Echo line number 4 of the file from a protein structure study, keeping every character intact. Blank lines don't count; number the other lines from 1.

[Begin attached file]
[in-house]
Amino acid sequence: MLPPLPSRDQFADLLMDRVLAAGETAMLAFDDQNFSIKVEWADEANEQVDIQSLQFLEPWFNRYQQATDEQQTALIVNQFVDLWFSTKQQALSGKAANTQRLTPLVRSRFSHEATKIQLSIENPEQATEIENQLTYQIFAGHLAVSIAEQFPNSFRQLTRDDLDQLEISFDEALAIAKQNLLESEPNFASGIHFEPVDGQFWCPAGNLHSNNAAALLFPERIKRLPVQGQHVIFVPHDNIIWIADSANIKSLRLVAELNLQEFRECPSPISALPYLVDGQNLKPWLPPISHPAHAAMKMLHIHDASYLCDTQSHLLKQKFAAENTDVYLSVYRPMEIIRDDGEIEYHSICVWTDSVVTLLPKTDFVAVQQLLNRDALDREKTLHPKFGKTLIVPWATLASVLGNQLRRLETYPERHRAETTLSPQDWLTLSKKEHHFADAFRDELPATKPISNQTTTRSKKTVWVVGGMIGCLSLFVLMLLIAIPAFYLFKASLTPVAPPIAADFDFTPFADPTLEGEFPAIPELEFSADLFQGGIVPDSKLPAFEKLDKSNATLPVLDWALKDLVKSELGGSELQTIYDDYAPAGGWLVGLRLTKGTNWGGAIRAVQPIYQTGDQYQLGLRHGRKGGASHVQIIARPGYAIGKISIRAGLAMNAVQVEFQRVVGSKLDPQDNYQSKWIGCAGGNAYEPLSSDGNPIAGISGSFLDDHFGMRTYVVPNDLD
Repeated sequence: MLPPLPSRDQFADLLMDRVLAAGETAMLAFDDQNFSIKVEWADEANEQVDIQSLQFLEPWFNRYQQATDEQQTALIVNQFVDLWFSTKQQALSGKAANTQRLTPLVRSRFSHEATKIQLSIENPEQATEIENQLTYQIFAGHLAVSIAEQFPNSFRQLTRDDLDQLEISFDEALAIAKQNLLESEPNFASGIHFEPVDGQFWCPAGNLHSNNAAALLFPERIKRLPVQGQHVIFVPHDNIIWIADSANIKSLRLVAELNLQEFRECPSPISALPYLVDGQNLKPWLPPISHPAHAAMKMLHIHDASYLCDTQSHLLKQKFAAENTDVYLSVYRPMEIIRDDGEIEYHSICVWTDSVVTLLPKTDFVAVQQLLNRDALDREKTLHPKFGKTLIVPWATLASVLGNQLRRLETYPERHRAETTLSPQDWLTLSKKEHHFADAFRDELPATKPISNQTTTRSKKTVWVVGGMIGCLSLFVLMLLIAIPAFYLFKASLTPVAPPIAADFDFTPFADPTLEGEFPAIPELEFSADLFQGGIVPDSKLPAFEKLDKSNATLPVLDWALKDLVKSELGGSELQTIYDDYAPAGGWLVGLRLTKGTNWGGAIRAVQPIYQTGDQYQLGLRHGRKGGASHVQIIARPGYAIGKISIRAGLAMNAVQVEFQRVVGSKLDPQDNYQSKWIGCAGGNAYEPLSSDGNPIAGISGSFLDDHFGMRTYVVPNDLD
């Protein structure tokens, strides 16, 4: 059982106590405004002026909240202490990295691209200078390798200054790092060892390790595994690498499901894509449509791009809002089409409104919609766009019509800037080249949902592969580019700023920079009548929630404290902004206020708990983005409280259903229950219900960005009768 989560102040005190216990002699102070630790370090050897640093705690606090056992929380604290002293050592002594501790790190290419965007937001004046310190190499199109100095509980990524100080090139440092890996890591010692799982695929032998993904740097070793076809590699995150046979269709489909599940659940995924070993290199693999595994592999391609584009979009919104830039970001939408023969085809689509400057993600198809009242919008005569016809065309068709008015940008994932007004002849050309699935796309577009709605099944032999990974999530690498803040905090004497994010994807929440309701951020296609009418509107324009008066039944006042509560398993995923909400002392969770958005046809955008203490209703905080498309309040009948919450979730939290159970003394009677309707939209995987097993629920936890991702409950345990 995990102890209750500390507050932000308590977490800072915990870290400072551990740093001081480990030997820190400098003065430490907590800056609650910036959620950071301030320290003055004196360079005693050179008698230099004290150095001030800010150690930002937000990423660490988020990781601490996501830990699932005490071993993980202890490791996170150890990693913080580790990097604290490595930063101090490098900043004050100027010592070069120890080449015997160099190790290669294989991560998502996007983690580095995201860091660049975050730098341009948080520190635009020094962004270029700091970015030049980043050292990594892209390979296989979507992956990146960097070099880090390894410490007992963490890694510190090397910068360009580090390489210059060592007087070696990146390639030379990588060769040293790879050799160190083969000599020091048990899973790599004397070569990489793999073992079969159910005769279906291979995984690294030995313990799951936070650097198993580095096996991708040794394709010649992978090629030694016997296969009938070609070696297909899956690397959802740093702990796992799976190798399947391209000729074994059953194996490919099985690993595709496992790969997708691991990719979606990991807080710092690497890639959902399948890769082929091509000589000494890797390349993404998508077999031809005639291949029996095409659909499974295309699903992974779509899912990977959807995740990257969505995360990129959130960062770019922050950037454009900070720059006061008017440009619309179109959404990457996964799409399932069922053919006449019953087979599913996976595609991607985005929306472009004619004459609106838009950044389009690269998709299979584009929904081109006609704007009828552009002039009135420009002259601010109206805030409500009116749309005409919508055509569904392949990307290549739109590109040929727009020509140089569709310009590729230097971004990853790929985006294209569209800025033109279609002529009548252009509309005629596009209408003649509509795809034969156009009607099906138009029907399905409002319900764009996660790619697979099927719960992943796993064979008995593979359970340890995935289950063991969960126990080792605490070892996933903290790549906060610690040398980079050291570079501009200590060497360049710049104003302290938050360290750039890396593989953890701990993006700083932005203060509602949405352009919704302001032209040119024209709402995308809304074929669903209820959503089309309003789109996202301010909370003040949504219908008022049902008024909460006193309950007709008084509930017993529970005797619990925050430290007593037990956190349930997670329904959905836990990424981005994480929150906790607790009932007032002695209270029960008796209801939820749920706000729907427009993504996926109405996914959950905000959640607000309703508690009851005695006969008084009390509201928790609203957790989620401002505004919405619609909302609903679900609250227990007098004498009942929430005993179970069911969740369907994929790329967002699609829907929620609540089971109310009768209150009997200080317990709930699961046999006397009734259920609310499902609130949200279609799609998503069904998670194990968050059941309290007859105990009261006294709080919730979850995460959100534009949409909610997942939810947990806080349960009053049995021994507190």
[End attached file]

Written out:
């Protein structure tokens, strides 16, 4: 059982106590405004002026909240202490990295691209200078390798200054790092060892390790595994690498499901894509449509791009809002089409409104919609766009019509800037080249949902592969580019700023920079009548929630404290902004206020708990983005409280259903229950219900960005009768 989560102040005190216990002699102070630790370090050897640093705690606090056992929380604290002293050592002594501790790190290419965007937001004046310190190499199109100095509980990524100080090139440092890996890591010692799982695929032998993904740097070793076809590699995150046979269709489909599940659940995924070993290199693999595994592999391609584009979009919104830039970001939408023969085809689509400057993600198809009242919008005569016809065309068709008015940008994932007004002849050309699935796309577009709605099944032999990974999530690498803040905090004497994010994807929440309701951020296609009418509107324009008066039944006042509560398993995923909400002392969770958005046809955008203490209703905080498309309040009948919450979730939290159970003394009677309707939209995987097993629920936890991702409950345990 995990102890209750500390507050932000308590977490800072915990870290400072551990740093001081480990030997820190400098003065430490907590800056609650910036959620950071301030320290003055004196360079005693050179008698230099004290150095001030800010150690930002937000990423660490988020990781601490996501830990699932005490071993993980202890490791996170150890990693913080580790990097604290490595930063101090490098900043004050100027010592070069120890080449015997160099190790290669294989991560998502996007983690580095995201860091660049975050730098341009948080520190635009020094962004270029700091970015030049980043050292990594892209390979296989979507992956990146960097070099880090390894410490007992963490890694510190090397910068360009580090390489210059060592007087070696990146390639030379990588060769040293790879050799160190083969000599020091048990899973790599004397070569990489793999073992079969159910005769279906291979995984690294030995313990799951936070650097198993580095096996991708040794394709010649992978090629030694016997296969009938070609070696297909899956690397959802740093702990796992799976190798399947391209000729074994059953194996490919099985690993595709496992790969997708691991990719979606990991807080710092690497890639959902399948890769082929091509000589000494890797390349993404998508077999031809005639291949029996095409659909499974295309699903992974779509899912990977959807995740990257969505995360990129959130960062770019922050950037454009900070720059006061008017440009619309179109959404990457996964799409399932069922053919006449019953087979599913996976595609991607985005929306472009004619004459609106838009950044389009690269998709299979584009929904081109006609704007009828552009002039009135420009002259601010109206805030409500009116749309005409919508055509569904392949990307290549739109590109040929727009020509140089569709310009590729230097971004990853790929985006294209569209800025033109279609002529009548252009509309005629596009209408003649509509795809034969156009009607099906138009029907399905409002319900764009996660790619697979099927719960992943796993064979008995593979359970340890995935289950063991969960126990080792605490070892996933903290790549906060610690040398980079050291570079501009200590060497360049710049104003302290938050360290750039890396593989953890701990993006700083932005203060509602949405352009919704302001032209040119024209709402995308809304074929669903209820959503089309309003789109996202301010909370003040949504219908008022049902008024909460006193309950007709008084509930017993529970005797619990925050430290007593037990956190349930997670329904959905836990990424981005994480929150906790607790009932007032002695209270029960008796209801939820749920706000729907427009993504996926109405996914959950905000959640607000309703508690009851005695006969008084009390509201928790609203957790989620401002505004919405619609909302609903679900609250227990007098004498009942929430005993179970069911969740369907994929790329967002699609829907929620609540089971109310009768209150009997200080317990709930699961046999006397009734259920609310499902609130949200279609799609998503069904998670194990968050059941309290007859105990009261006294709080919730979850995460959100534009949409909610997942939810947990806080349960009053049995021994507190």